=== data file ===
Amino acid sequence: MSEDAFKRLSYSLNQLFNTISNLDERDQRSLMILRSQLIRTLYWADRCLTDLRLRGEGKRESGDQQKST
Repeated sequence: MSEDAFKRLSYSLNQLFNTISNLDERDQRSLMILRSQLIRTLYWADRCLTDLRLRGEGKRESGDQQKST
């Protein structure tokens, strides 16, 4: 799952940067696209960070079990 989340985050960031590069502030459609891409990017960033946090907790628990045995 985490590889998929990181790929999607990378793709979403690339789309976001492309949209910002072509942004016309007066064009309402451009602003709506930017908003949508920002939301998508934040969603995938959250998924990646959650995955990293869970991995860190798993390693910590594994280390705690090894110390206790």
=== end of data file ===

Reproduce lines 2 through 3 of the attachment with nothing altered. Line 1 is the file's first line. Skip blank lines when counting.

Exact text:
Repeated sequence: MSEDAFKRLSYSLNQLFNTISNLDERDQRSLMILRSQLIRTLYWADRCLTDLRLRGEGKRESGDQQKST
């Protein structure tokens, strides 16, 4: 799952940067696209960070079990 989340985050960031590069502030459609891409990017960033946090907790628990045995 985490590889998929990181790929999607990378793709979403690339789309976001492309949209910002072509942004016309007066064009309402451009602003709506930017908003949508920002939301998508934040969603995938959250998924990646959650995955990293869970991995860190798993390693910590594994280390705690090894110390206790």